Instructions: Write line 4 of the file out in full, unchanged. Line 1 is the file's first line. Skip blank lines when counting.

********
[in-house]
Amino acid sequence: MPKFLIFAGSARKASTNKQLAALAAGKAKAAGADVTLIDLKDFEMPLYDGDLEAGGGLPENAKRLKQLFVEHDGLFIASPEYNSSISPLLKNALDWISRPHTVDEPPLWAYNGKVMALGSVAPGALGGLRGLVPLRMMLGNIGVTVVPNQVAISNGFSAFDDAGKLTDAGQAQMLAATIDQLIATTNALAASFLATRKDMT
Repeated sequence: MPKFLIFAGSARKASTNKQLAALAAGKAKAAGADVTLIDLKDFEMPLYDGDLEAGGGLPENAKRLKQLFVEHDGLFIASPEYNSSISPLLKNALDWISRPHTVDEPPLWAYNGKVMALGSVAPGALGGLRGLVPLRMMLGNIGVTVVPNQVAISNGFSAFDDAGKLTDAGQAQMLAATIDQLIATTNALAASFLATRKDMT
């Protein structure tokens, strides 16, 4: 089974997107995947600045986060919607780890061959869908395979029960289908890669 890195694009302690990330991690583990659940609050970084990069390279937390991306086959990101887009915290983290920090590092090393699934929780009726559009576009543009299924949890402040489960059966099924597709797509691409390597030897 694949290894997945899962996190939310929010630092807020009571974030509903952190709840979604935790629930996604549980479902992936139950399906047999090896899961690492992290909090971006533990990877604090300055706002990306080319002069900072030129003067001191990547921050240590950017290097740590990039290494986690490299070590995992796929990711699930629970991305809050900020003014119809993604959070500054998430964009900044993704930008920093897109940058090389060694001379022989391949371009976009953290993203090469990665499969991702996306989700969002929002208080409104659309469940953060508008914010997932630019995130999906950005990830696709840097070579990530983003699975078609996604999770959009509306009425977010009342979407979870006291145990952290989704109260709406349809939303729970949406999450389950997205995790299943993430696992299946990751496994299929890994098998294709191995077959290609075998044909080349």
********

């Protein structure tokens, strides 16, 4: 089974997107995947600045986060919607780890061959869908395979029960289908890669 890195694009302690990330991690583990659940609050970084990069390279937390991306086959990101887009915290983290920090590092090393699934929780009726559009576009543009299924949890402040489960059966099924597709797509691409390597030897 694949290894997945899962996190939310929010630092807020009571974030509903952190709840979604935790629930996604549980479902992936139950399906047999090896899961690492992290909090971006533990990877604090300055706002990306080319002069900072030129003067001191990547921050240590950017290097740590990039290494986690490299070590995992796929990711699930629970991305809050900020003014119809993604959070500054998430964009900044993704930008920093897109940058090389060694001379022989391949371009976009953290993203090469990665499969991702996306989700969002929002208080409104659309469940953060508008914010997932630019995130999906950005990830696709840097070579990530983003699975078609996604999770959009509306009425977010009342979407979870006291145990952290989704109260709406349809939303729970949406999450389950997205995790299943993430696992299946990751496994299929890994098998294709191995077959290609075998044909080349």